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Implementation and Results

This section is made up of two phrases; the first phrase is to define the language or constructs for Information Demand Context model as given in section 4.1, figure 12, while the second phrase is to implement our developed constructs by coding it in a WorkflowProcess document to show how the representation is presented based on the information demand (ID) context model. XPDL was chosen as the language or formalized representation for the given process model.
Section 2.5 shows how BPMN as a modeling business process notation can be used to represent flow of activities. However, research has also shown how transformations are made from BPMN to XPDL. Thou, it is possible to transform our Information Demand Context model given in figure 12 of section 4.1 using BPMN, in order to be able to give its XPDL specifications, but we will still come to the same phrase as this only extends the process activities. Furthermore, BPMN is a notation (on the same level as the notation in Figure 12), hence there is no point in trying to express a notation in another notation. What we want is a representation, hence XPDL.
The XPDL construct defined in the thesis aims at implementing the flow of activities of the Information Demand Context model as given below.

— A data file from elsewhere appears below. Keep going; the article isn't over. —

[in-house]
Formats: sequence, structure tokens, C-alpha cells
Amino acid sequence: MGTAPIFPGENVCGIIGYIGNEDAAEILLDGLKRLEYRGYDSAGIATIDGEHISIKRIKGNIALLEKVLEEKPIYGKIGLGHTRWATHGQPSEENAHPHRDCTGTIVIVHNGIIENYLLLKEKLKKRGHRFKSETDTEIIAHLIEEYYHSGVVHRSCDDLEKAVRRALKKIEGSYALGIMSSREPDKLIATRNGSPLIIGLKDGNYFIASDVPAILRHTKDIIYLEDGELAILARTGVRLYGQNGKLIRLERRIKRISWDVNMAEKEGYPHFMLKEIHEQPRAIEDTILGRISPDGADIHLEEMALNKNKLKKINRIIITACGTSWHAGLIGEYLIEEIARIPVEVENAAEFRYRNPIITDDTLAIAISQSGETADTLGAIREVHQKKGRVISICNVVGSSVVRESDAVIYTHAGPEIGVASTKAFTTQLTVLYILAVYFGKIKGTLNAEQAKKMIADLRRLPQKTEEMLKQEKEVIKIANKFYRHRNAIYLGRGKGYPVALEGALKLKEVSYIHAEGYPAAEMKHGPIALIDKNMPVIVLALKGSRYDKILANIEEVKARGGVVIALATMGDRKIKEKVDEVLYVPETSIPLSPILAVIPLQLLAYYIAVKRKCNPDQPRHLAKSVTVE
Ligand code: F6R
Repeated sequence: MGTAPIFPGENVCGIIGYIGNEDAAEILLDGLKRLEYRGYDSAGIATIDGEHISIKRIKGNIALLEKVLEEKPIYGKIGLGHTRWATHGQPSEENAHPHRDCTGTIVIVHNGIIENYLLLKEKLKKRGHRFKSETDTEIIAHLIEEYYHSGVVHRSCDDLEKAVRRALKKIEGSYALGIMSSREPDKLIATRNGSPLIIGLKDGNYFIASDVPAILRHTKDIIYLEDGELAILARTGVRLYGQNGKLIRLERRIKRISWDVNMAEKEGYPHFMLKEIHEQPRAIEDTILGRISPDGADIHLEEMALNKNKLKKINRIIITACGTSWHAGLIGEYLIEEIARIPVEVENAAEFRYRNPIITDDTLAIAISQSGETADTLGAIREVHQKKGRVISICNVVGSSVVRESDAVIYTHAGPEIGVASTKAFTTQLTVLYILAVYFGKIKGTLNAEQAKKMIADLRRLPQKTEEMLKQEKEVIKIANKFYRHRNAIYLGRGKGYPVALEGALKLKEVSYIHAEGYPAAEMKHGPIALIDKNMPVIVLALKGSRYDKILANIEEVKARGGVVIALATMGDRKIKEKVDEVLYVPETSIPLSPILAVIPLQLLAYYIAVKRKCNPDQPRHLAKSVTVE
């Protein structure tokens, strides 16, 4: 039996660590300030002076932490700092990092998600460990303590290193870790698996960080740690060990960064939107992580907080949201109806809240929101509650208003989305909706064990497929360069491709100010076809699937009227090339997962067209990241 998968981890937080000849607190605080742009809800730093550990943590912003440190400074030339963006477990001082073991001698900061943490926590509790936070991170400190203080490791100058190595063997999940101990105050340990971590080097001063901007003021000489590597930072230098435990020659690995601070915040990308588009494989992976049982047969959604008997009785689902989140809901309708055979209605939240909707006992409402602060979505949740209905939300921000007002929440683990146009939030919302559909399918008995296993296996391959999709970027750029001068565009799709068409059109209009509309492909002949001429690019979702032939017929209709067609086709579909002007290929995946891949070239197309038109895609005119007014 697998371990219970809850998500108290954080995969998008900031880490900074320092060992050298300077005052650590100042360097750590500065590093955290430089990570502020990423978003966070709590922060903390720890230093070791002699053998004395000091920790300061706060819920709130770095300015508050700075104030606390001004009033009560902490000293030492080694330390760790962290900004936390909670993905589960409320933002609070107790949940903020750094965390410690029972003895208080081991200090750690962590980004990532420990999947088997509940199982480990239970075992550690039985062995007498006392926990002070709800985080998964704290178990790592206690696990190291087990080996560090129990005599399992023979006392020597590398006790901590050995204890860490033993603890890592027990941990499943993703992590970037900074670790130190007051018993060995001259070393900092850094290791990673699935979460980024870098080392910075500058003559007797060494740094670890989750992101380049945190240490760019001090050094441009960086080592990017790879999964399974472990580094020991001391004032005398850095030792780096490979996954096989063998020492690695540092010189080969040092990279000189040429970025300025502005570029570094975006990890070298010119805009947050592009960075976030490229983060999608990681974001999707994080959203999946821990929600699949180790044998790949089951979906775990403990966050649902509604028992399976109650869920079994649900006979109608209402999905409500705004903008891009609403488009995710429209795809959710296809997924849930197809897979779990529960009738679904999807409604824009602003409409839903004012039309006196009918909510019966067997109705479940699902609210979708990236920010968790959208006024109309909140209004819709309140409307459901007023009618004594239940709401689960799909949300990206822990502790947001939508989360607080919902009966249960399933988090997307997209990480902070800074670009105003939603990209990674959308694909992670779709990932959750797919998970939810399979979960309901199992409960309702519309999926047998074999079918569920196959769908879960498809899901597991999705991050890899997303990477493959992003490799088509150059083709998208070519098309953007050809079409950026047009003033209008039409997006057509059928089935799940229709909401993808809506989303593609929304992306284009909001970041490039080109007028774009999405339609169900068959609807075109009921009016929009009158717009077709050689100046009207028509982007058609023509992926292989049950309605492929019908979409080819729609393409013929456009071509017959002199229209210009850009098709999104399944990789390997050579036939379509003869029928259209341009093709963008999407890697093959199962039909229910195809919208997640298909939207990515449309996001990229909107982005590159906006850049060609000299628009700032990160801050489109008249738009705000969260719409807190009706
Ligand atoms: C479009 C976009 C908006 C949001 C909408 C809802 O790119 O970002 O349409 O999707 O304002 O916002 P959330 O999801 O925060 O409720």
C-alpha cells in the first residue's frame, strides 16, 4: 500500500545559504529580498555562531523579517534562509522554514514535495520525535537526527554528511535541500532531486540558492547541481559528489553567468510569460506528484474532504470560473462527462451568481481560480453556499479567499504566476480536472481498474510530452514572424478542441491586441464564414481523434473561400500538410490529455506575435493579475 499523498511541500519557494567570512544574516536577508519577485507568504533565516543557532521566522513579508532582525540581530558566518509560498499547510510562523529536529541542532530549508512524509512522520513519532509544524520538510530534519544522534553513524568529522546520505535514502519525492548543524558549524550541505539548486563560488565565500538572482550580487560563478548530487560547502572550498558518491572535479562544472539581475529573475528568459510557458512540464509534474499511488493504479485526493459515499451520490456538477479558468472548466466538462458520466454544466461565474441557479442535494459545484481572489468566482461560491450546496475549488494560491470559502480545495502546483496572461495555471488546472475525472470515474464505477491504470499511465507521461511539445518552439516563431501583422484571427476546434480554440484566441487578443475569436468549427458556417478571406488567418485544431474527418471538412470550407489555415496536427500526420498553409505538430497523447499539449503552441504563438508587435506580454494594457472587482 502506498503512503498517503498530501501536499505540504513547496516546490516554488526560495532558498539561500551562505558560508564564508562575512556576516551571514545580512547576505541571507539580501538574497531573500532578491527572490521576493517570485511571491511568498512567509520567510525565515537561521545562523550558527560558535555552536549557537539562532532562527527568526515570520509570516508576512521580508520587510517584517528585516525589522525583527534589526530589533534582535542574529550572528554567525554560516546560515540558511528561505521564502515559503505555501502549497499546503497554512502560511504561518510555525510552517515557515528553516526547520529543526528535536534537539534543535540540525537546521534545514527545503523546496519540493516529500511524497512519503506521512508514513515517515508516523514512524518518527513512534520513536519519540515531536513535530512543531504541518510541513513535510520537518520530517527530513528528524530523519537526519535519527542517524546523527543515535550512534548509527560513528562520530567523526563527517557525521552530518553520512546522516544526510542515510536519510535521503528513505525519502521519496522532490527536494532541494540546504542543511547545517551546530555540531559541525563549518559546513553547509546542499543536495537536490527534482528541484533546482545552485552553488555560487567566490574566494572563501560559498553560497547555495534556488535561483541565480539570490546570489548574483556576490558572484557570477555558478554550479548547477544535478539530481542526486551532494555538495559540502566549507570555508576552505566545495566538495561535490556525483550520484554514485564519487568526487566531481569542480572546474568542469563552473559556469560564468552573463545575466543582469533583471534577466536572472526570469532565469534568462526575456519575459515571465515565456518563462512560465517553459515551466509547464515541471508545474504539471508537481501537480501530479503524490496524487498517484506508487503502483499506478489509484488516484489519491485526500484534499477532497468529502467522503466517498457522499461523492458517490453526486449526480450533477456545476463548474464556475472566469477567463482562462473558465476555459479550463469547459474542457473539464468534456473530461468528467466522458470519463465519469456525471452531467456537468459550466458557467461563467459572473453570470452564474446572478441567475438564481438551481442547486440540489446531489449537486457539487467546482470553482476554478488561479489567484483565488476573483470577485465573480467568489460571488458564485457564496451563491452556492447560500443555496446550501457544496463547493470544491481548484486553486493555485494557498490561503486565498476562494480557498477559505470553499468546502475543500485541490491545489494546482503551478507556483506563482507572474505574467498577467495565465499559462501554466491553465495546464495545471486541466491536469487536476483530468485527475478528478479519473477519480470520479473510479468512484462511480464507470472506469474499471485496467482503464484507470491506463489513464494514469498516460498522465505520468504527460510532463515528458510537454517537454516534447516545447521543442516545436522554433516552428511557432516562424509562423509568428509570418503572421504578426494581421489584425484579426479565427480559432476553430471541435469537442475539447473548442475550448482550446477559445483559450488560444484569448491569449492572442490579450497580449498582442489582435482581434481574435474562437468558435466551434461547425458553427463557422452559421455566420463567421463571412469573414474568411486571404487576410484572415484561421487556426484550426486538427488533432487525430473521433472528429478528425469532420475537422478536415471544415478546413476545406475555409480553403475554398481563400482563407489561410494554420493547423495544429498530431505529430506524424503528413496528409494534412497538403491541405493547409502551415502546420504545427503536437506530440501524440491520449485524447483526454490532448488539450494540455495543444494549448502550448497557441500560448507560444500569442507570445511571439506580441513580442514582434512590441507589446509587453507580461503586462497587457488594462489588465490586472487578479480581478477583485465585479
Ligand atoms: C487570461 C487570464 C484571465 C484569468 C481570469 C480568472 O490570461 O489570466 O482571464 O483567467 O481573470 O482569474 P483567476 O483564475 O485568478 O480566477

Description of the Model

The different concepts of notations used for information demand context model as described in the diagram below are just graphical boxes and lines that cannot be used for anything else than human interaction. These can be described as follows:
Role: This is the representation of the notation “role” which is modeled through a swimlane. It is assumed to be a person or thing in a particular situation.
Task: This is an activity with the type of “task” that can be executed within a workflow definition or independently.
Organization unit: This is an activity with the type “Organization unit” used to represent a group of persons. In such cases it is a group with a defined body that plays the role, not the individuals within the group.
Information (object): This is represented as an externalized knowledge needed by a role when performing task. It is used to represent information sources and resources, like documents, books, text files, data bases and such.
Resources: This is represented as a device or entity that contains or provides access to information relevant when performing a specific task and thus utilized by specific roles.
Note: Note in a model diagram can refer to statements of actions to be performed or information being passed to participants.
Flow: This is a flow from one state to another state when certain conditions are satisfied. A connection between two decision points
Indirect flow: This is an indirect flow which indicates one or more activities going on within before getting to the main action is executed.
Information gap: Is an activity where participants are missing the information they need to complete a task and need to talk to each other to find it.
Superfluous flow: This is a flow that shows when two concepts are related even thou they should not.
Association: This is a activity which involves group of participants associating descriptive terms with elements they have identified of an activity, tool, practise or process.